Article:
from The American Heritage® Dictionary of the English Language, 4th Edition
- n. Bone marrow.
- n. The spinal cord.
- n. The inmost, choicest, or essential part; the pith.
- n. Strength or vigor; vitality.
from Wiktionary, Creative Commons Attribution/Share-Alike License
- n. A friend, pal, buddy, mate.
- n. The substance inside bones which produces blood cells.
- n. A kind of vegetable like a large courgette/zucchini or squash.
from the GNU version of the Collaborative International Dictionary of English
- n. The tissue which fills the cavities of most bones; the medulla. In the larger cavities it is commonly very fatty, but in the smaller cavities it is much less fatty, and red or reddish in color.
- n. The essence; the best part.
- n. One of a pair; a match; a companion; an intimate associate.
- transitive v. To fill with, or as with, marrow or fat; to glut.
from The Century Dictionary and Cyclopedia
- n. A soft tissue found in the interior of bones, both in the cylindrical hollow of the long bones and in the hollows of cancellated bony structures; the medulla or medullary matter of bone.
- n. The pith of plants.
- n. The pulp of fruits.
- n. Figuratively, the inner substance; the essence; the essential strength; the inner meaning, purpose, etc.; the pith.
- n. The alligator-pear. See avocado.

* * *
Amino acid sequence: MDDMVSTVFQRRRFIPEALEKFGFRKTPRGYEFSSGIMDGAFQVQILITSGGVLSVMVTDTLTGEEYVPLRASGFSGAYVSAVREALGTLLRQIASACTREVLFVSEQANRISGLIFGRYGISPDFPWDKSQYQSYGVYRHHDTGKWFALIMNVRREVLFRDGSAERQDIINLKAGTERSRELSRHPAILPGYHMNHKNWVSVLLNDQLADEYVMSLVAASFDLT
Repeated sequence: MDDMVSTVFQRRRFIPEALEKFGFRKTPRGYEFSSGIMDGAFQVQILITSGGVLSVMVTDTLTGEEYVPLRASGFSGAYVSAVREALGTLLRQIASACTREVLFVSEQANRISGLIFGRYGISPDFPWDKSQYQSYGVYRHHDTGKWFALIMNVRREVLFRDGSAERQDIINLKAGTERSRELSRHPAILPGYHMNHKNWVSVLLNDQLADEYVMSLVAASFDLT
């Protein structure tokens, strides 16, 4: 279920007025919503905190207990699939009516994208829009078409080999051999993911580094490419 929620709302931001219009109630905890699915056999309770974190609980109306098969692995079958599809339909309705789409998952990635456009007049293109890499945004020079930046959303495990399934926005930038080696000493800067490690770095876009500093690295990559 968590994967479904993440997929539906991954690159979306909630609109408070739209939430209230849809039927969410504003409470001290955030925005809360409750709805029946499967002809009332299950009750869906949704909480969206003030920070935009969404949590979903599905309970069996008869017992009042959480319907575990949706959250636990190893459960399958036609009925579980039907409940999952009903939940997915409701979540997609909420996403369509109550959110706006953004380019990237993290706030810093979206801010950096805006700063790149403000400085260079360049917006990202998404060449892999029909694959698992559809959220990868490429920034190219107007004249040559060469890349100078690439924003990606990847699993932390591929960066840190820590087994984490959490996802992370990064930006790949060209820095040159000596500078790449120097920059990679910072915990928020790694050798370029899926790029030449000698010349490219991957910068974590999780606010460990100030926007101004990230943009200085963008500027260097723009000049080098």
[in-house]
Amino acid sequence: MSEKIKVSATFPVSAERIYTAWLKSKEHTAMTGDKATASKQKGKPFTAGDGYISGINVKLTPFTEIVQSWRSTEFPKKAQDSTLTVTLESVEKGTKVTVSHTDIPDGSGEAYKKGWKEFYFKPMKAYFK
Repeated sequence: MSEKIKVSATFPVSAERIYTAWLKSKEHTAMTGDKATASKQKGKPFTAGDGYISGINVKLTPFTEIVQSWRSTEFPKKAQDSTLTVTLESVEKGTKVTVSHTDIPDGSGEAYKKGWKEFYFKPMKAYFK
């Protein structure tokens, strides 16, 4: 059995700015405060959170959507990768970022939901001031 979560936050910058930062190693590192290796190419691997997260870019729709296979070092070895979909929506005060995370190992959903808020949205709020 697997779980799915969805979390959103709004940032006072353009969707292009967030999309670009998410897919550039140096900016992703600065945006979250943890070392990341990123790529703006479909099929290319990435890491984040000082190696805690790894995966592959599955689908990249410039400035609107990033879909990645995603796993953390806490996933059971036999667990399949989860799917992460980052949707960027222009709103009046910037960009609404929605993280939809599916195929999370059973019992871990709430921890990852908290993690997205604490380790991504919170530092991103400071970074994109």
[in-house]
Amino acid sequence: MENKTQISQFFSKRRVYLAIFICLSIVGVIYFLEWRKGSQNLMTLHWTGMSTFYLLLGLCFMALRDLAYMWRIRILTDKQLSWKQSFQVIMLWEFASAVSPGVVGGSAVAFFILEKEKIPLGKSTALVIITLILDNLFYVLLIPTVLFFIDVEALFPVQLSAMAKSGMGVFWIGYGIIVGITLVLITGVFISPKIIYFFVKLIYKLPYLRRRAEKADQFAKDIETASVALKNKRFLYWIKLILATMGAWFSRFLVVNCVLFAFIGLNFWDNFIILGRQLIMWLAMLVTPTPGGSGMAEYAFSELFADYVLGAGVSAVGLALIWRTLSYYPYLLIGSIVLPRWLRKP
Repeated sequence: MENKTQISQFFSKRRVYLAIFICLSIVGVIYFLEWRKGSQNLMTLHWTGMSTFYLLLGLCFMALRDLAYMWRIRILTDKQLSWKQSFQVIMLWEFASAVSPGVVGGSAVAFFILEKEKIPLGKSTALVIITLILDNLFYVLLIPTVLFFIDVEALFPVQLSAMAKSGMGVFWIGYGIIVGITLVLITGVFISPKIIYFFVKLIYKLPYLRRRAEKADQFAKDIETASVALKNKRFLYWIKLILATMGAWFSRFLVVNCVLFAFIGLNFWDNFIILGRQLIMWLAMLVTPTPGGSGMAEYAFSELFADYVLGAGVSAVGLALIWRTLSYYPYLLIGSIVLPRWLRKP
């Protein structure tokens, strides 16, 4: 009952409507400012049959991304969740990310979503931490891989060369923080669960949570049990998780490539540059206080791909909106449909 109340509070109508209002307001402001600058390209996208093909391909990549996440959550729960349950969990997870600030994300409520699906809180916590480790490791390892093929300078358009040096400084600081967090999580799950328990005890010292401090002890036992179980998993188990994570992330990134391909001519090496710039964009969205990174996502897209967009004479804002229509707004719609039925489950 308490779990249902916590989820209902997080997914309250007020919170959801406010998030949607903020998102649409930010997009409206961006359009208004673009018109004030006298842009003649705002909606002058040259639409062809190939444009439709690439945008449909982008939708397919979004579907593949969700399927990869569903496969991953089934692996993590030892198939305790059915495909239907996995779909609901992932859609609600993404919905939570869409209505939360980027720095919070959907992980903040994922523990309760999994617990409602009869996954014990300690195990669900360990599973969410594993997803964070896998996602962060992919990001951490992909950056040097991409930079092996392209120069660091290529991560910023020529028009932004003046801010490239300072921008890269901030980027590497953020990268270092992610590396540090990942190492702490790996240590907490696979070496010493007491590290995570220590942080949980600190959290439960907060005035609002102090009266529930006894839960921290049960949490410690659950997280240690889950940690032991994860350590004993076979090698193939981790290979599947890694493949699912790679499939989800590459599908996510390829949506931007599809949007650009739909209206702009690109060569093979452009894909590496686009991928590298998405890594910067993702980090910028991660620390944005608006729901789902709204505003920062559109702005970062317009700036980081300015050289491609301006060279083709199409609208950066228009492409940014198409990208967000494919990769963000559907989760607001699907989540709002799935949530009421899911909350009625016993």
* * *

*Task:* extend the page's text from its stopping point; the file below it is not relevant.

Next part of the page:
- To fill with marrow or with fat.
- n. A companion or mate; an associate; an intimate friend; a fellow; hence, one of a pair of either persons or things; a match: as, your knife's the very marrow o' mine.
- To associate with; hence, to match; fit.
- Soft; tender.
from WordNet 3.0 Copyright 2006 by Princeton University. All rights reserved.
- n. any of various squash plants grown for their elongated fruit with smooth dark green skin and whitish flesh
- n. large elongated squash with creamy to deep green skins
- n. very tender and very nutritious tissue from marrowbones
- n. the fatty network of connective tissue that fills the cavities of bones
- n. the choicest or most essential or most vital part of some idea or experience
Middle English marow, from Old English mearg.(American Heritage® Dictionary of the English Language, Fourth Edition)
From Old Norse margr. (Wiktionary)
Middle English mary, marow, marowe, marowȝ, from Old English mearg, from Proto-Germanic *mazgan, *mazgaz, from Proto-Indo-European *mozgos. See Dutch merg and Russian мозг ("brain"). (Wiktionary)